MSU Bikes - back in the saddle again
June 15, 2020
Seventeen years ago, the seeds were planted for what would become one of the most innovative university biking centers in the country, when Physical Plant’s Gus Gosselin and Sustainability’s Terry Link (both since retired) launched the MSU Bikes Project which was designed to encourage bicycling on campus by repairing impounded bikes and loaning them out, free of charge, to faculty/staff.
Gus, Terry and a couple of volunteers, including then MSU Alumni Association staff member Tim Potter, operated under an overhang at the Materials and Logistics 209 building with one lockable cabinet for parts and tools provided by the volunteers themselves. The repaired bikes were painted with school colors, and these “green bikes” started getting attention on campus.
In fall 2003, with help from the MSU Cycling Club, operations moved to the basement of Demonstration Hall. Club members and project volunteers worked to secure grants to equip and build out the shop. In support of the project, some local bike shops provided parts to the shop at wholesale. The loaning program also evolved into a donation-based, year-long lease to individuals that included a lock to keep the bikes secure. In spring 2004, they expanded the project to allow students to participate.
This expansion of service increased the number of bikes in the program from 25 to 200. The team held some big events in the Demonstration Hall Ballroom to further raise awareness as well as funding. Demand for services grew so quickly, that they began offering weekly open shop nights, where for a donation, folks could work on their own bikes with help from the volunteers. This was hugely successful with people routinely lined up at the door. Unfortunately, this also represented a time when volunteers were dwindling.
In early 2006, Potter started attending All University Traffic & Transportation Committee (AUTTC) meetings to improve the visibility of bicycling and to ensure that it was included as part of transportation discussions. Diana Twede, Packaging professor and one of the committee members (since retired), was an avid cyclist and began promoting the MSU Bikes Project. She put together a proposal to fully fund a campus bike center as a recommendation to then Vice President for Finance & Operations Fred Poston, who himself was a champion of “green” initiatives.
Poston visited the basement shop and was so impressed with what they were doing that he agreed to a five-year plan that would have MSU Bikes take over the old canoe rental space in Bessey Hall, with Potter as full-time shop manager.
Fourteen years later, Potter, now campus sustainable transportation manager, remains a champion for campus bicycling. He is bicycling’s voice in campus planning projects, and has been a leader in the development of dedicated bike lanes, bike rack replacements and MSU's designation as a silver-level member of the Bike Friendly America Universities Program.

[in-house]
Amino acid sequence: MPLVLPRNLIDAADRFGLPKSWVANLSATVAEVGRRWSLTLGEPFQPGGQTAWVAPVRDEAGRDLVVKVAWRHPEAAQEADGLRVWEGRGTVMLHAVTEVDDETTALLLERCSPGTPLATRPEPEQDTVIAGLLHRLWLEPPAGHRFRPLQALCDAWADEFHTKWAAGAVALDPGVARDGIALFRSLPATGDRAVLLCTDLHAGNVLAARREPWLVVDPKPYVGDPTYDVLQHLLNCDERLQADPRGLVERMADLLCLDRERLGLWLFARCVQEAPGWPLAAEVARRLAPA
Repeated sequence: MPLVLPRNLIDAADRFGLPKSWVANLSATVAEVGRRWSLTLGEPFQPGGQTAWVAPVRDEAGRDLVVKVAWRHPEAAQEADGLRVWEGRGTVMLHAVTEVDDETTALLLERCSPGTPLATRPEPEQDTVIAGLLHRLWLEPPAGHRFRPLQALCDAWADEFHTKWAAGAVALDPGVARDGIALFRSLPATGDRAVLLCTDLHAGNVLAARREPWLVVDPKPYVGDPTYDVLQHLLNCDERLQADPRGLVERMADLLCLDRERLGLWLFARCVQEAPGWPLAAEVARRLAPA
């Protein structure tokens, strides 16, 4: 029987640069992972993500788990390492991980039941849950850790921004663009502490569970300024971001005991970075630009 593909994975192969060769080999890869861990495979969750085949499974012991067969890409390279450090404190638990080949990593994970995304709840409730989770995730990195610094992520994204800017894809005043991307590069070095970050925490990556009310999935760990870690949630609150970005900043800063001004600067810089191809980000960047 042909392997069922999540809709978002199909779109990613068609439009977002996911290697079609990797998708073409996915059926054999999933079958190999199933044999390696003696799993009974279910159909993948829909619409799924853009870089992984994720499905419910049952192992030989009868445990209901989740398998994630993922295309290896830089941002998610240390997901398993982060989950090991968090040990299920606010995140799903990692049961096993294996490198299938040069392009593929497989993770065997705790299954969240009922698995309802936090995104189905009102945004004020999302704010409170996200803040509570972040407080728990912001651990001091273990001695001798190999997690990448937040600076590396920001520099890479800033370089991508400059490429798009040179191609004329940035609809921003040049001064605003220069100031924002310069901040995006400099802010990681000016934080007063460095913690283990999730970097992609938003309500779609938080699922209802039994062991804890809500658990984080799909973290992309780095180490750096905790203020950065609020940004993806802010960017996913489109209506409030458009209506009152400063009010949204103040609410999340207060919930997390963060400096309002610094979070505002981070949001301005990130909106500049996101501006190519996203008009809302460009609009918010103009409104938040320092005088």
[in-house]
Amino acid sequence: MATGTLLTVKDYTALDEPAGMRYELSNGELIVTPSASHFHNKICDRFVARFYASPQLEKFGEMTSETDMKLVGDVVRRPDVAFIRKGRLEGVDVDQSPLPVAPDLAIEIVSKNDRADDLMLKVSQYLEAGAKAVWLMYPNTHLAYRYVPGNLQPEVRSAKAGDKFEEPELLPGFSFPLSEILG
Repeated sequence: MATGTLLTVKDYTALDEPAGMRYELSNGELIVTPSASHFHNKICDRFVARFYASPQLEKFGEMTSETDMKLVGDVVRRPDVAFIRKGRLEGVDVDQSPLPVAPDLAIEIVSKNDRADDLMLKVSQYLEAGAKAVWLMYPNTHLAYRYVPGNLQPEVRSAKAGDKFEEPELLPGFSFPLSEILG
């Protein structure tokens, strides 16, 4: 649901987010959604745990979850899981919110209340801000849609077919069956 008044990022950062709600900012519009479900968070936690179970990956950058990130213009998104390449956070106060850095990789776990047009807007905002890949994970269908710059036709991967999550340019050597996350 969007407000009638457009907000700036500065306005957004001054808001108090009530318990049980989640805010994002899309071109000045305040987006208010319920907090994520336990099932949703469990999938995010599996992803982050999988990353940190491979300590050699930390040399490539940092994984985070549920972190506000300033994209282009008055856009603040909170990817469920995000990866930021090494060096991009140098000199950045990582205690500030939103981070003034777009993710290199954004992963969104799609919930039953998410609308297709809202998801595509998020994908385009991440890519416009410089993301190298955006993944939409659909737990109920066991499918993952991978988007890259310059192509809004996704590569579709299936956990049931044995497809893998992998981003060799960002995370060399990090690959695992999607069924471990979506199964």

MSU Bikes has grown to include an additional full-time service manager, Aubrey Hoermann, along with a handful of student staff. They specialize in refurbishing old bikes, but also carry new bikes – both for sale and rent. They recently put their inventory online to allow the campus community a more convenient way to obtain sustainable transportation.
The original project space in the Demonstration Hall basement is still in operation as a self-service and learning bike repair shop. The “Brake Room” is open every Wednesday evening during fall and spring semesters with staff on hand to help MSU cyclists learn to maintain their own bikes.
In March 2020, face-to-face services at MSU Bikes were temporarily paused as part of the university's response to the COVID-19 outbreak. Service Center full-time staff made good use of the down time by providing remote services via Facebook, phone and email to area cyclists, many who were rediscovering riding as a way to stay fit while social distancing. Potter and Hoermann also worked with Okemos Public Schools in producing bike maintenance and safety videos geared towards school-aged children.
The Service Center itself received a bit of a makeover with the installation of a protective plexiglass shield at the front counter to safeguard both customers and staff. With the gradual lifting of some restrictions by the university, staff were able to resume online sales with contact-less delivery, and more recently resumed repair and walk-in services. Since then, they have helped customers from as far away as Bowling Green, Ohio with purchases of increasingly harder-to-find bicycles.